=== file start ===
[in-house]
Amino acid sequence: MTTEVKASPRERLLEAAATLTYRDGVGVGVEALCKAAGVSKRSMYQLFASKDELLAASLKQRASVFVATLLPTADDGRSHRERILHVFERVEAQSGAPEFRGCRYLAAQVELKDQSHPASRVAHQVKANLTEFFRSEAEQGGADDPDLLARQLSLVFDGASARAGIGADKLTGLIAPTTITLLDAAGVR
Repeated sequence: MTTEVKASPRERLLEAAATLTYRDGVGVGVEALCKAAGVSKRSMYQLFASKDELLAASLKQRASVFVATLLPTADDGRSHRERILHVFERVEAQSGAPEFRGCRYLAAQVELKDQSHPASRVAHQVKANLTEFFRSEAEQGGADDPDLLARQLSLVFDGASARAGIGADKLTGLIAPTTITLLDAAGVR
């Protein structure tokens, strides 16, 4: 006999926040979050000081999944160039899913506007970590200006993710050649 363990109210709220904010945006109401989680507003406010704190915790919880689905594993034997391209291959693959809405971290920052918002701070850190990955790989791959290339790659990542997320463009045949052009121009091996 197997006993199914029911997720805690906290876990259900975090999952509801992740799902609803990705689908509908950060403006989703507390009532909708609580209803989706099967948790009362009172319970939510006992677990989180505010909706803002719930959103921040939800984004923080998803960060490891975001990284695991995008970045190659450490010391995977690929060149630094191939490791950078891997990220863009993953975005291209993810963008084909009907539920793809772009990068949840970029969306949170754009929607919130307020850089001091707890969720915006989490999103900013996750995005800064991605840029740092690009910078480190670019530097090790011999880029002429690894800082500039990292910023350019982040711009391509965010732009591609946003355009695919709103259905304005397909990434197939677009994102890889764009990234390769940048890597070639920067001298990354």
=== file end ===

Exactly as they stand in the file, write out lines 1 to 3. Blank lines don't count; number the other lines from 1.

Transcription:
[in-house]
Amino acid sequence: MTTEVKASPRERLLEAAATLTYRDGVGVGVEALCKAAGVSKRSMYQLFASKDELLAASLKQRASVFVATLLPTADDGRSHRERILHVFERVEAQSGAPEFRGCRYLAAQVELKDQSHPASRVAHQVKANLTEFFRSEAEQGGADDPDLLARQLSLVFDGASARAGIGADKLTGLIAPTTITLLDAAGVR
Repeated sequence: MTTEVKASPRERLLEAAATLTYRDGVGVGVEALCKAAGVSKRSMYQLFASKDELLAASLKQRASVFVATLLPTADDGRSHRERILHVFERVEAQSGAPEFRGCRYLAAQVELKDQSHPASRVAHQVKANLTEFFRSEAEQGGADDPDLLARQLSLVFDGASARAGIGADKLTGLIAPTTITLLDAAGVR